The Senate Leadership Fund plans to spend big money defending Republicans in a quartet of battleground seats this fall, the super PAC said Tuesday, a strong indication of which states the group expects — and doesn't expect — to be competitive in November.
Headlining the fund's list of TV ad reservations is a $15.8 million buy in New Hampshire, where Republican Sen. Kelly Ayotte and Democratic Gov. Maggie Hassan are expected to face off in one of this election cycle's marquee races.
The nearly $16 million spent in tiny New Hampshire is a gargantuan sum, even in the expensive Boston media market. It's partly a reflection of the fact that the well-financed political network of Charles and David Koch, which has spent heavily defending a handful of Republican incumbent senators so far this election, has said it will not help Ayotte win re-election.
In the entirety of his 2014 race in the Granite State, Republican nominee Scott Brown raised less than $10 million .
The group said it also plans to spend $6.2 million in Pennsylvania, $8.1 million in Ohio, and $6 million in Nevada. Pennsylvania and Ohio are represented by Republican Sens. Patrick J. Toomey and Rob Portman, respectively, and Democrats have targeted both as prime pickup opportunities in 2016.
Nevada is potentially the GOP's only realistic chance to win a Democratic-held seat in 2016. Republican Rep. Joe Heck is taking on former state Attorney General Catherine Cortez Masto for Senate Minority Leader Harry Reid's seat. Reid is retiring.
Political strategists caution that ad reservations can and often do change. But where groups like the Senate Leadership Fund say they are going to run TV ads is an important signal for other super PACs, candidates, donors, and party committees, which can adjust their own spending accordingly.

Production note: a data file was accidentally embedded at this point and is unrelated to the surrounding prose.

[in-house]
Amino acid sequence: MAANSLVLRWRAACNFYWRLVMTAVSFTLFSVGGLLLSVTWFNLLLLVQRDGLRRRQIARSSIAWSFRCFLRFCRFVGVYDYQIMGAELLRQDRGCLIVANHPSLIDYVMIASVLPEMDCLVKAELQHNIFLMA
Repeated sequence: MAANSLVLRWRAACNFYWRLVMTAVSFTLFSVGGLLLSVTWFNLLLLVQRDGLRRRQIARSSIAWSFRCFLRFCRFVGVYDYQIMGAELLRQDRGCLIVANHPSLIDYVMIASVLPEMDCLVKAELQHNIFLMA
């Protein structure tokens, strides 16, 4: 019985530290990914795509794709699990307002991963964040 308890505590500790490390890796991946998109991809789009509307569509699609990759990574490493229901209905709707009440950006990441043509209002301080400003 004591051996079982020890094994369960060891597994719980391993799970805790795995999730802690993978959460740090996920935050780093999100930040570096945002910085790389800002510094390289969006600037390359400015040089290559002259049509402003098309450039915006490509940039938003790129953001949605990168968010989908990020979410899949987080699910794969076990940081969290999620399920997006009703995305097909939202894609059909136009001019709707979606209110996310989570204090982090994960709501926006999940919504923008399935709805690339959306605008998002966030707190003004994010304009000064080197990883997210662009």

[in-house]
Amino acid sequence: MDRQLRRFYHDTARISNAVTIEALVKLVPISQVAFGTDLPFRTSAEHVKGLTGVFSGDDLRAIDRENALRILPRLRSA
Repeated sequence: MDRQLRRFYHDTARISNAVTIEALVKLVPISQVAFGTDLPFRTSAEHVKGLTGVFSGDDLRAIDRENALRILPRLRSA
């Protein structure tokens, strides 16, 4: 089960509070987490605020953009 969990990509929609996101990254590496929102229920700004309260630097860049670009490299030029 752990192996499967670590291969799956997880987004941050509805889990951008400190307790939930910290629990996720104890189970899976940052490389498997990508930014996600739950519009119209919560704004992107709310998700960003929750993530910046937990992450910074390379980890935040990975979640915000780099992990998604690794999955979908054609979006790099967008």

The leadership fund is part of a network of establishment-friendly outside groups connected to Karl Rove and Senate Majority Leader Mitch McConnell. The best-known of these groups, American Crossroads, focuses on the presidential race.
The ad buys also include $2.5 million slated for Missouri, where Democrats believe they have a chance to upset Republican Sen. Roy Blunt with the candidacy of Secretary of State Jason Kander. Republicans, who have already spent money defending Blunt, contend that they are only trying to shore up Blunt's position with early spending (the leadership fund's reservation doesn't include time in October) to make sure the race isn't a problem later.
But Democrats will point to the spending as evidence that Kander, who may be the favorite candidate of party strategists in Washington, has scared the GOP.
Democrats will also delight in the omission of two Republican incumbents: Sens. Mark S. Kirk of Illinois and Ron Johnson of Wisconsin.
Many Republican strategists consider Kirk, running in deep blue Illinois, a lost cause. Opinions are more divided about Johnson, and groups like the Koch-backed Freedom Partners Action Fund and the Chamber of Commerce have spent on his behalf this year.
The Senate Leadership Fund did not list an ad buy for Florida but added that it plans to announce spending there in the coming weeks now that Sen. Marco Rubio has decided to run for re-election.